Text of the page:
Patrick Devitt was a signalman for the Great Southern & Western Railway Co. He was 38 years and old and the father of seven children, the eldest 11, the youngest 10 months. His widow Mary Anne Devitt appeared before the Recorder at Mallow Quarter Sessions alongside several of the surviving railwaymen who gave evidence of the events.  The court hearing was to recover compensation arising out of ‘unlawful assembly’ and her statement was based on her brief conversation with her husband just before he died.  Mrs Devitt was awarded £2000 in compensation and each of her 7 children £100.

Two other men died from their injuries that night, Daniel O’Mullane and Denis Bennett (18 years old). Their fathers appeared at the same hearing to recover compensation.  Geoffrey O’Mullane and Edward Bennett were both awarded £1000 for the loss of their sons.

The other men who were injured but survived the event were Peter Morrissey, train examiner, Michael Mahoney, steam raiser, Patrick Maher, engine driver, Patrick Howe, driver, Joseph Greensmyth signalman and Mathew Cronin.

Peter Morrissey’s statement provides more details of the events:  he heard shooting from station building around 10.30 pm, passed by the signal cabin and saw Devitt and Greensmyth inside and joined them… “I was only after entering the cabin sir, when the shooting outside became very intense”.

“Did the three of you lie on the floor of the cabin? … Yes sir, we thought we would be safer…as the bullets were flying all round the place”.

He then reported ‘about thirty men in policemens’ uniforms’ ordered them to open the door and forced them down the steps and towards the station platform. However, Greensmyth, aged 66 had been pushed down the iron steps of the signal box and was lying on the ground injured.  According to his evidence, he challenged the gunman about the possible dangers of trains arriving and was ordered to return to the signal cabin.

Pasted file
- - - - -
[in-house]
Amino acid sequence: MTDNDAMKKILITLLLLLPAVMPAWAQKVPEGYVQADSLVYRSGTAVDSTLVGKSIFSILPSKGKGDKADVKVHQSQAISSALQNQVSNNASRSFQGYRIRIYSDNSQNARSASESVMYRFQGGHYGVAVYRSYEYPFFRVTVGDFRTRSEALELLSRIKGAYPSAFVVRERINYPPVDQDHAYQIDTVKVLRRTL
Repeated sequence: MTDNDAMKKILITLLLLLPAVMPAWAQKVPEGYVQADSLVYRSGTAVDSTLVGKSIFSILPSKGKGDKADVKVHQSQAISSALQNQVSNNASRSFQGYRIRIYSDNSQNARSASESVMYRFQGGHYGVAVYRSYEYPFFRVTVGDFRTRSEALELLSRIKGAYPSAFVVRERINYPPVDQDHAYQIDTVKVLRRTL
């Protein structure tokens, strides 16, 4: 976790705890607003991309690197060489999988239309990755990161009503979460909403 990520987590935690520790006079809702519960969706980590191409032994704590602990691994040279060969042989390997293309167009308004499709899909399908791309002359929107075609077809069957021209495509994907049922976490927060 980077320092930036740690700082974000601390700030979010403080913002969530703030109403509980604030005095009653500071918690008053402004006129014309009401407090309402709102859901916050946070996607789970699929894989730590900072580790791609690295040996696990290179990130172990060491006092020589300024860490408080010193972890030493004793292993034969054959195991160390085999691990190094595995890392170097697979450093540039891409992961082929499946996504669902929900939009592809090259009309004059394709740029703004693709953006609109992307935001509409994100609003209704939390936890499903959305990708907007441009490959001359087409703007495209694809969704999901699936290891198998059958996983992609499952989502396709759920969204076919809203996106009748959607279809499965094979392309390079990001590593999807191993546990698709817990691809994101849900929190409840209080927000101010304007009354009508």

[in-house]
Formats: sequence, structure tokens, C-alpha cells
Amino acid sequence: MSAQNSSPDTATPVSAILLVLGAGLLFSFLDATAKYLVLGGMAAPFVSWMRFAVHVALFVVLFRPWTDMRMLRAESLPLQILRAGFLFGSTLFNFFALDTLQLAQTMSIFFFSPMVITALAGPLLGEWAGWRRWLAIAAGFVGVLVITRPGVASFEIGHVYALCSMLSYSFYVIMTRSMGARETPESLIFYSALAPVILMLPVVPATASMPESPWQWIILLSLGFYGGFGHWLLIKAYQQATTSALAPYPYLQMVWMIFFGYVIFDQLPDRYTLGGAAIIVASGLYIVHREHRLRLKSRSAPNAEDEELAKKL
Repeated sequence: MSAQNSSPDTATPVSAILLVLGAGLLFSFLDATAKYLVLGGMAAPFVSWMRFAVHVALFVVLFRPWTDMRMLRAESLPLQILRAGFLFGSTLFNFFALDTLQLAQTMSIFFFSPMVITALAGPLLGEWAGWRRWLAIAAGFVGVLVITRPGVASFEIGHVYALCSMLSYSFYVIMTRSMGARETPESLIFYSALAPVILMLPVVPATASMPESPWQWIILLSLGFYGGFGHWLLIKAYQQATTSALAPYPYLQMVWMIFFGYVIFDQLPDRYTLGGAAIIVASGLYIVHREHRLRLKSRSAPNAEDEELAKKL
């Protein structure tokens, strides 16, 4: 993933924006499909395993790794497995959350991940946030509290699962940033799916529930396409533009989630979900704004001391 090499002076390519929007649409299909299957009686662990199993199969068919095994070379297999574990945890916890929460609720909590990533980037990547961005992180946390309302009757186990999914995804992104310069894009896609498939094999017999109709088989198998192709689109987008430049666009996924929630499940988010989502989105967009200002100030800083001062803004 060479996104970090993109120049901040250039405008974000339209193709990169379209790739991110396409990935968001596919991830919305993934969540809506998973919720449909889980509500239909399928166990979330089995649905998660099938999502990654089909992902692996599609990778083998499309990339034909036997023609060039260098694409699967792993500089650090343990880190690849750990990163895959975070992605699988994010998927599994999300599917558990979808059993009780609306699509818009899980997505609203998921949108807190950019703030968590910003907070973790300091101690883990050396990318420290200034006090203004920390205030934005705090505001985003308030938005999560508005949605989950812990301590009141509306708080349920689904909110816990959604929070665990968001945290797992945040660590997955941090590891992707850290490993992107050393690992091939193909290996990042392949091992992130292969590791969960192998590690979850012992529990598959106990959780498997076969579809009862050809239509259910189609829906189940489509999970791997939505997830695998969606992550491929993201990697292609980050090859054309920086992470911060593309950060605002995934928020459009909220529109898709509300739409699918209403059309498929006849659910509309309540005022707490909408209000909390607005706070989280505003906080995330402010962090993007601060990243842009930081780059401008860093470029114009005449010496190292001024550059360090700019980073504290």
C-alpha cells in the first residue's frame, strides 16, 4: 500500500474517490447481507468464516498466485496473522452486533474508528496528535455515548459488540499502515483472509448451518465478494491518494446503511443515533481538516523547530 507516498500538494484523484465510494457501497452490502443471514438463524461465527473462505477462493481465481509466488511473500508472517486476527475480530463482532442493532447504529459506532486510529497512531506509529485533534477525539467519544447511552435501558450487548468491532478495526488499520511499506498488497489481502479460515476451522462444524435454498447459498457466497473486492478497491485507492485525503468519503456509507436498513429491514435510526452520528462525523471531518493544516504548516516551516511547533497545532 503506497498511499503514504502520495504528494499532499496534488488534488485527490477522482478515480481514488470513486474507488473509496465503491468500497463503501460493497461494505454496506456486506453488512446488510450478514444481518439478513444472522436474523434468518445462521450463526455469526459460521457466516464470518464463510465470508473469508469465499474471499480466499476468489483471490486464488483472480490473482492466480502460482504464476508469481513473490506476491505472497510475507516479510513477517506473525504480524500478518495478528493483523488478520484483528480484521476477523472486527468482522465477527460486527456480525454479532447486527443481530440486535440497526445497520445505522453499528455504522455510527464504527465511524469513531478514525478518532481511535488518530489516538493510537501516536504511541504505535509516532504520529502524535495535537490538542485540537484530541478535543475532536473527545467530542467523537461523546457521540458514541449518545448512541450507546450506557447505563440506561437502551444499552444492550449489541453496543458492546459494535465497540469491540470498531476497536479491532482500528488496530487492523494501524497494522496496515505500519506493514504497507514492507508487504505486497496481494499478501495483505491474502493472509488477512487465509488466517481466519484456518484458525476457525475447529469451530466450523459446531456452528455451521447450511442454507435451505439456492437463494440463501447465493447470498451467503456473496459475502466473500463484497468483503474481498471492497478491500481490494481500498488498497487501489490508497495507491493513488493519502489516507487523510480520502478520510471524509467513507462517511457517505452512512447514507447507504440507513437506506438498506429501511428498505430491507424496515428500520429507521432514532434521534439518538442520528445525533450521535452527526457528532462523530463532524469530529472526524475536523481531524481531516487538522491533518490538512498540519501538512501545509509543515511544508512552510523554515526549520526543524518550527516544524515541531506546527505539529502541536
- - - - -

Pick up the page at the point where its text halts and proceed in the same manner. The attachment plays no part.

Morrissey was shot in elbow and remained in hospital until 11 March. He was awarded £350.  Greensmyth’s back injuries left him incapacitated and he was awarded £700 in compensation.

Michael Mahoney a steam raiser, was working on an engine in the loco sidings and after being forced to join the others was wounded in the right knee. He was married with 4 children and was awarded £400 compensation.

Patrick Maher, was a widower and a father of three children (aged 12, 14 and 16). His injuries were severe, and he was unable to continue working.  He was awarded £2000 in compensation.

Patrick Howe was shot in the back but fell and crawled away into hiding for several hours.  He received £175.

Mathew Cronin, one of the five ASLEF members was shot in the spine and received £1400.

The lead up to the partition of Ireland was a period of increasing violence and danger for civilians, with enormous disruption to everyday life including the railways. It is interesting that even the smallest entries in a register of union payments -‘Gunshot Wounds’- can remind us of the context of the records and open up other avenues of investigation.

 

Helen Ford

Helen has been an archivist for over 30 years working variously in local government archive services and business archives. She’s been the manager at the Modern Records Centre, University of Warwick for 14 years and has recently been involved in getting some of the thousands of trade union membership records added to FindMyPast. Raising awareness of the value of union records for historians is an important and enjoyable part of her job.